Monks Debating at Sera Monastery

Leaving Lhasa for Kathmandu

The route I chose began in Lhasa and followed the Southern Friendship Highway 150-km south west to Gyantse. The detour from the main route is a great way to ease into life on the corrugated road ahead. The first 100-km or so are sealed road winding it’s way up to the 4800m summit of Kamba-La over looking the beautiful scorpion- shaped holy lake of Yamdrok-Tso.

After three nights of camping on the side of roads, I arrived at Gyantse, located in the Nyang-Chu Valley. Gyantse is home to the mighty Kumbum Stupa (meaning 100,000 images). It is also home to the Gyantse Dzonge (Castle) which has com- manding views of the valley and well worth the hard walk to the top.

The sleepy Tibetan quarter is exactly how I imagined a Tibetan town to be, largely unchanged since the Chinese liberation of Tibet. The route re-joins the main Friendship Highway at Shigatse, 100-km west from Gyantse, for the remainder of the 600-km ride to Kathmandu. The name “Friendship Highway” is misleading. Not exactly a highway but more of a dirt track and dusty 4WD trail for 95% of the route.

It winds it’s way up several 5000m+ passes and rewards the weary traveller with some of the most amazing views of the Himalayas one could ever dream of. Qomolangma (Everest) National Park boasts a glorious view of the Himalayas before dropping from 5,250m into to the town of Tingri. 600-km west of Lhasa, after some of the most exhausting cycling have ever done, I arrive in Tingri, a popular pick up point for trekkers making their way to Everest Base Camp.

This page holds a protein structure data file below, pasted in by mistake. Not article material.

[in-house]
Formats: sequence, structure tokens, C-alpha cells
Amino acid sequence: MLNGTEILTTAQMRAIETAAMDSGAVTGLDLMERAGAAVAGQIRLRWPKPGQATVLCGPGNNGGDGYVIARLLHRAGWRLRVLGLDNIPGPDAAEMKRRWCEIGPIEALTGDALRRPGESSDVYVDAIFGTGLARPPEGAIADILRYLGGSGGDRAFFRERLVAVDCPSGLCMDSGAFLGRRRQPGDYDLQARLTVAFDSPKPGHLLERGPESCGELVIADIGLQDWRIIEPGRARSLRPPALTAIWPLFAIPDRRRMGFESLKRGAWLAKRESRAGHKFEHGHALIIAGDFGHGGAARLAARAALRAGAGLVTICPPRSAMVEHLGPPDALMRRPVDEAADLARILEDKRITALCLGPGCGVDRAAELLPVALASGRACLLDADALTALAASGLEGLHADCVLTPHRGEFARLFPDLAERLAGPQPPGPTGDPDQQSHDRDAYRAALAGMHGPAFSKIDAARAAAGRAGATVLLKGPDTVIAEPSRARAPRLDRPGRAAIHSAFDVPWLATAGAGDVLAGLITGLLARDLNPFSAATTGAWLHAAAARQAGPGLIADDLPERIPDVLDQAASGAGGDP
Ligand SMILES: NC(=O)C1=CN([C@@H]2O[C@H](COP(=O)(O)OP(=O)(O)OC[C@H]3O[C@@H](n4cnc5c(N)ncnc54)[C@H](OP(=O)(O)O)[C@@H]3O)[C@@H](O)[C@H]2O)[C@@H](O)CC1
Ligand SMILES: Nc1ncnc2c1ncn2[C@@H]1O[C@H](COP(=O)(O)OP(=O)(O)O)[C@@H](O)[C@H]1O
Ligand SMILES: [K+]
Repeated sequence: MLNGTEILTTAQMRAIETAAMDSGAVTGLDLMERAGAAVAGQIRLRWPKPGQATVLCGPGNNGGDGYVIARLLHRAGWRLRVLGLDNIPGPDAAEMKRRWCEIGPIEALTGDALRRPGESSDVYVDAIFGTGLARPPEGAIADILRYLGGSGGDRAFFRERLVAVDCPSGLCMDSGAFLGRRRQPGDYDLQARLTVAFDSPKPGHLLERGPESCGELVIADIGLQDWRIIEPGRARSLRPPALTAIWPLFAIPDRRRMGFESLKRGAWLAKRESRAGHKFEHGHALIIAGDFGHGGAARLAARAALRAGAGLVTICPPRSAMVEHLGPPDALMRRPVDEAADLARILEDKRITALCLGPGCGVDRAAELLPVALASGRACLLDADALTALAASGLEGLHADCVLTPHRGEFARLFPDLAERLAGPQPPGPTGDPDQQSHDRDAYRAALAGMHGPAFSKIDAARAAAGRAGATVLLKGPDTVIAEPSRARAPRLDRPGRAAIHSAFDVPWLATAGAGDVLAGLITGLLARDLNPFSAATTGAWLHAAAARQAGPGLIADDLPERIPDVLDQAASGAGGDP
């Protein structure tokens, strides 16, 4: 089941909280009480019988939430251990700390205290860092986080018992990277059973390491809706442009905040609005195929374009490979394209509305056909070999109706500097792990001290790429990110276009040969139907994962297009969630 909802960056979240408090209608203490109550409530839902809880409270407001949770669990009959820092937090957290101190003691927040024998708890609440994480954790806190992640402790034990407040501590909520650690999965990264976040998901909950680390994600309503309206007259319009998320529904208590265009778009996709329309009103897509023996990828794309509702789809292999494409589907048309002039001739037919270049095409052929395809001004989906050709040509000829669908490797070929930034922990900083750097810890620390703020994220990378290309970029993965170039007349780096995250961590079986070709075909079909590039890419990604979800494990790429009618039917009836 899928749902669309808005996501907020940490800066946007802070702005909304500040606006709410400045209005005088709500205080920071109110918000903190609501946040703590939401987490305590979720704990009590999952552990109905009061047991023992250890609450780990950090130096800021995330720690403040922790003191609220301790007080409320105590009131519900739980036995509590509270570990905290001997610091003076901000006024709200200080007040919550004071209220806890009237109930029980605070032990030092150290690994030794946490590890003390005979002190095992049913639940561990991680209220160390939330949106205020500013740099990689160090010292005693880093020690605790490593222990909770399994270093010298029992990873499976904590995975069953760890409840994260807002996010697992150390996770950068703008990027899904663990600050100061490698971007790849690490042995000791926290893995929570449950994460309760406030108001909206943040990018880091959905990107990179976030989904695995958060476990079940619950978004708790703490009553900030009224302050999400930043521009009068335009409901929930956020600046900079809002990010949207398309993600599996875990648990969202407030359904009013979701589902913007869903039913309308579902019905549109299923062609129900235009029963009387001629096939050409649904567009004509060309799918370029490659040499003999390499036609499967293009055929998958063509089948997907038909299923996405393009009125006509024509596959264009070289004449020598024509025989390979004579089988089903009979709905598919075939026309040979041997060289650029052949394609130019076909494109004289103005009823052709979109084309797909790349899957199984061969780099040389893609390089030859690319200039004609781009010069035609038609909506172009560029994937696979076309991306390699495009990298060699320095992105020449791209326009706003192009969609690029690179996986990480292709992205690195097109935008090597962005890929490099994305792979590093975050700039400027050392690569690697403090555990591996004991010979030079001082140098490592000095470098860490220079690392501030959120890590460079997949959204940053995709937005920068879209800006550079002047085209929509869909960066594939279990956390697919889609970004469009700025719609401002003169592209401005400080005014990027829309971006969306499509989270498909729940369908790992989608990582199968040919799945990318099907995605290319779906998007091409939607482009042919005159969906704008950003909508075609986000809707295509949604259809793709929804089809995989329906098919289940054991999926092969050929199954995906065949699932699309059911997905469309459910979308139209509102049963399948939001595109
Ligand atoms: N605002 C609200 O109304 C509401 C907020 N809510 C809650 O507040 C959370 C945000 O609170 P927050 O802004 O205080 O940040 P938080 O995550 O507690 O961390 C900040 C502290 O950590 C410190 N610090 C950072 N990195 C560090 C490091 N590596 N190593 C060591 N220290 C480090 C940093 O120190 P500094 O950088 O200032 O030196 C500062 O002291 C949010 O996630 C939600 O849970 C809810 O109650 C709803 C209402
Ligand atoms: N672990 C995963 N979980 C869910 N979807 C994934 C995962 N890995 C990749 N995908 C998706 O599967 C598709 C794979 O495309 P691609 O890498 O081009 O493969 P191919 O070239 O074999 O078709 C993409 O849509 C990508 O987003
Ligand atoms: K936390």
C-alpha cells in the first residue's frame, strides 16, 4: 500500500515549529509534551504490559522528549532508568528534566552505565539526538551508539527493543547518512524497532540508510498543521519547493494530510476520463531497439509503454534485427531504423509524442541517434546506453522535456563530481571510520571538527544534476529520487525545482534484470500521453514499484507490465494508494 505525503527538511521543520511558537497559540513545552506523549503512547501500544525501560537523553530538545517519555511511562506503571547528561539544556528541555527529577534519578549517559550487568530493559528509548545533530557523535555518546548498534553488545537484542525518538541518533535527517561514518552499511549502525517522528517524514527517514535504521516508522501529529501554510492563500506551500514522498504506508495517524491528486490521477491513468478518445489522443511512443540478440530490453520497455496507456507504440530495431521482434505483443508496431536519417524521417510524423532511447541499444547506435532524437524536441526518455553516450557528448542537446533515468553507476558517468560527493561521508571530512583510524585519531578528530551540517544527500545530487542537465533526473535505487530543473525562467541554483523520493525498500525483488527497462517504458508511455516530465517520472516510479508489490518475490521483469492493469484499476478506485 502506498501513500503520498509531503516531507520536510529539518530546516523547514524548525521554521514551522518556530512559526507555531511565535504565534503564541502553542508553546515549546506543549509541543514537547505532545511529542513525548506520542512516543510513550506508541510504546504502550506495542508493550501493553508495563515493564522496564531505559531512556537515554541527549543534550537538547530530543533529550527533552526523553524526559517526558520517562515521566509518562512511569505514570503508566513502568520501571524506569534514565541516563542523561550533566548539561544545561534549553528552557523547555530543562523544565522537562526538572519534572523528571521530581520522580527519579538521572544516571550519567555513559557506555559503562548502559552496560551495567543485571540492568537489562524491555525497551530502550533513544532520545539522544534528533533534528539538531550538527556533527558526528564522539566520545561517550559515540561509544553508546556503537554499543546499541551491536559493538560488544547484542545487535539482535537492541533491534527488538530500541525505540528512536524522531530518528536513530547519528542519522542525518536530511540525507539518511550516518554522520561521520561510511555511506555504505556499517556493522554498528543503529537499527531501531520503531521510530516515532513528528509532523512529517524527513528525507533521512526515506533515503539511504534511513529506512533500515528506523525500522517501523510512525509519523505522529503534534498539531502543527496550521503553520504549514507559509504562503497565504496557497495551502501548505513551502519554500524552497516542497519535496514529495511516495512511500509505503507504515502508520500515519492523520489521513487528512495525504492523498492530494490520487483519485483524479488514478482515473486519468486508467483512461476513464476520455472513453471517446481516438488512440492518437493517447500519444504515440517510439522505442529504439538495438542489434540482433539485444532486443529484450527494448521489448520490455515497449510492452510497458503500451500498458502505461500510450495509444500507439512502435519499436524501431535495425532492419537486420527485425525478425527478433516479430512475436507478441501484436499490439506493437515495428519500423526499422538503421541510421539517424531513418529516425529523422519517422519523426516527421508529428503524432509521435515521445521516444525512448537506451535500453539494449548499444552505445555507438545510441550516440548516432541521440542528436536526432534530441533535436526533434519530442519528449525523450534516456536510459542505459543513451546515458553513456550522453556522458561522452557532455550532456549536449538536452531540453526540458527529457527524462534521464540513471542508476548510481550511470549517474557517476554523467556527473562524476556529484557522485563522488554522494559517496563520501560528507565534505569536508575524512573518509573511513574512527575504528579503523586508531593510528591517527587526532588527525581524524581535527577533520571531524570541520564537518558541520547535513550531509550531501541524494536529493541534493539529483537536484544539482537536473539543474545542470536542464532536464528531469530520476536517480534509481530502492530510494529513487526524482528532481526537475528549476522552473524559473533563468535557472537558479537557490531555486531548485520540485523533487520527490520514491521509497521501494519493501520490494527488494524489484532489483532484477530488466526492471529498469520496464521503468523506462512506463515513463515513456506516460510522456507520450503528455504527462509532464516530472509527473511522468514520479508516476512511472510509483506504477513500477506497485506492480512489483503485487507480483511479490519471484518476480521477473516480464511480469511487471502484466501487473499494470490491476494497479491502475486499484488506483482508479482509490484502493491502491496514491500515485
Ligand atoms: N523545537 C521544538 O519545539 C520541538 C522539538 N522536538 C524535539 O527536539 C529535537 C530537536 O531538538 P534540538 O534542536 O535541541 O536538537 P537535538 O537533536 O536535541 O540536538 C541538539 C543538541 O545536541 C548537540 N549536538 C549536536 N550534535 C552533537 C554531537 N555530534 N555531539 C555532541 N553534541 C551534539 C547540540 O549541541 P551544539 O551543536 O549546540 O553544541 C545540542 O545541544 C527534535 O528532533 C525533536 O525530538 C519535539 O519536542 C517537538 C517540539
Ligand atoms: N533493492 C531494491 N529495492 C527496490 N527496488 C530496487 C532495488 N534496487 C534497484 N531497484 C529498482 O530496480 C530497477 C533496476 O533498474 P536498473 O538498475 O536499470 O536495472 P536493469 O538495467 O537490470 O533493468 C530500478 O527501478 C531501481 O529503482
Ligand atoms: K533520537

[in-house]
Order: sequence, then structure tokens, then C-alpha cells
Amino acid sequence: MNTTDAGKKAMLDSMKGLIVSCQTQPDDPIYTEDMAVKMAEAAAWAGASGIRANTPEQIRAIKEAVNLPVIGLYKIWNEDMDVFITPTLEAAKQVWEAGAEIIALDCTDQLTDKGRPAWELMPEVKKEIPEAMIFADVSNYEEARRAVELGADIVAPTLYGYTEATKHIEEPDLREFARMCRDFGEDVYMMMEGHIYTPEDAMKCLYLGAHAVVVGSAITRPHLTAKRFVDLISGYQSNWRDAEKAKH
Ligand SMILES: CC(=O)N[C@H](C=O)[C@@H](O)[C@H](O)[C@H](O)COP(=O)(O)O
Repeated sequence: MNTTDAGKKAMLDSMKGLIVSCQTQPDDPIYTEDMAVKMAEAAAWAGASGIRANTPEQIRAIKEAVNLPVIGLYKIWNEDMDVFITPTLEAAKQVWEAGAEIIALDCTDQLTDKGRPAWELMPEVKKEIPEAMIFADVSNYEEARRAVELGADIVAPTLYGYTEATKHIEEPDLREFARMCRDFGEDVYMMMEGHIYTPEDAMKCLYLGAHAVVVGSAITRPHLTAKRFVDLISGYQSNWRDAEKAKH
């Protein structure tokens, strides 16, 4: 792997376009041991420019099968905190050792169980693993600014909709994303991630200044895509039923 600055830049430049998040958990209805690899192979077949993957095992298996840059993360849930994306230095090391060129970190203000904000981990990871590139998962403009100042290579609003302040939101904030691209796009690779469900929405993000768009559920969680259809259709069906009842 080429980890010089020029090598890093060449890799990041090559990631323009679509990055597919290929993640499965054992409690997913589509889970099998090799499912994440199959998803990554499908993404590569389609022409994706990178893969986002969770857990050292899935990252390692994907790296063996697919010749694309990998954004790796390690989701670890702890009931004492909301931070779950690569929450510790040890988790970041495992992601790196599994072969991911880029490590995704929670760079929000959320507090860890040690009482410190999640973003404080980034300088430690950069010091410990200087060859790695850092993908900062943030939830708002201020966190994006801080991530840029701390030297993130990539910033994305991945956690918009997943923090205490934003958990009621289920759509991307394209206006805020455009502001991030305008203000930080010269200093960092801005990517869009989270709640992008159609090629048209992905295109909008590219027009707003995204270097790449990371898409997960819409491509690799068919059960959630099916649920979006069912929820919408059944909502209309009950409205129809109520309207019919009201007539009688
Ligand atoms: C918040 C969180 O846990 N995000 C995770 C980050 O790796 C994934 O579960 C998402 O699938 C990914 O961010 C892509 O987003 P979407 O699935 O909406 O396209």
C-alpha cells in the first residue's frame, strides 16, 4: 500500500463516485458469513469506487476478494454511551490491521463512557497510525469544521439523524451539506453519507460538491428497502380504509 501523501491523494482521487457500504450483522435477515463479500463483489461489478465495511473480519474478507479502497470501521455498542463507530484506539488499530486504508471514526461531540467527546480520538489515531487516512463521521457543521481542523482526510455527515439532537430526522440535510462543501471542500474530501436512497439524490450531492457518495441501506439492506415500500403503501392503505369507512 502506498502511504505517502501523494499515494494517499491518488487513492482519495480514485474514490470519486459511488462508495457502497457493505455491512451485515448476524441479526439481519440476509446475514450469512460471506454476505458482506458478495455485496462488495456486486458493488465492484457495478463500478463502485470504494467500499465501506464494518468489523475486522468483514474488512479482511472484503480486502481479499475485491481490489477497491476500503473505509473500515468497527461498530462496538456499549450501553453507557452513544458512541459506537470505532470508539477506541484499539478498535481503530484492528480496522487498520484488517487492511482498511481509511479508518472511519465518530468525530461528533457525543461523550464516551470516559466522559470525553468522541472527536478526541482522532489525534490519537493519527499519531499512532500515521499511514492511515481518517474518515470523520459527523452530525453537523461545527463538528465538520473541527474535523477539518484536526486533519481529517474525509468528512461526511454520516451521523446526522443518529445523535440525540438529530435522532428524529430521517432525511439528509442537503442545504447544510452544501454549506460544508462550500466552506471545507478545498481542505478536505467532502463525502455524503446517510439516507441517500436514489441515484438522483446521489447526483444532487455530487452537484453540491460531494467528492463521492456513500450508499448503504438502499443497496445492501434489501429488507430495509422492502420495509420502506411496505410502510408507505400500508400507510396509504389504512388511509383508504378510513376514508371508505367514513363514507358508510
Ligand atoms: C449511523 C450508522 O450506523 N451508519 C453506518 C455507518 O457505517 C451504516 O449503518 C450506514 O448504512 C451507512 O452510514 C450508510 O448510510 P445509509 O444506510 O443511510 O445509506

Mt Cho Oyu from Tingri

I spent an evening in Tingri resting before the final climb in Tibet, Tong-La at 5120m. Sad to leave the mountains which had been my home for the best part of three weeks (I circled in the road for 20 minutes before gathering the courage to leave), I composed myself and pressed on for the 150-km descent to Nepal-the longest descent in the world and something of a highlight of the trip after so many climbs. The memories of cycling past Mt Cho Oyu and Everest will last with me forever.

150km of Downhill to Nepal

For the next 150-km, the road winds it’s way down steeply from the Tibetan plateau into a land of mossy gorges, clouds and powerful cascades leading to the border town of Zhangmu before the last leg of the journey to Kathmandu. After cycling in the baron and dry lands of the plateau for two weeks, it was pleasant to be surrounded by green, lush valleys and heading home. The cloud was so dense at one stage I had to switch my lights on so oncoming lorries could see me, visibility was only 5-10m at best! 14 days after setting out from Lhasa at 5.30am on 19 June, I arrived in to the mid afternoon heat, hustle and bustle of Kathmandu. I learnt so much about this relatively misunderstood area of our little world but more astonish- ingly I learnt more about myself...and...I beat the mighty red dragon’s train before the face of this little known region changes regretably, forever.

Dropping like a stone into Nepal

Ride Stats


Maps & books

Outdoor Equipment from

Tent: Exped Velo-1
Sleeping Bag: Aktiv8 -2
Ortlieb Backrollers

Pannier Racks


Full Story: Download the full Tibet Story as a pdf here

"They say the journey can be more important than the destination, in mountain biking there is no destination, just a bike, a rider and a place to ride"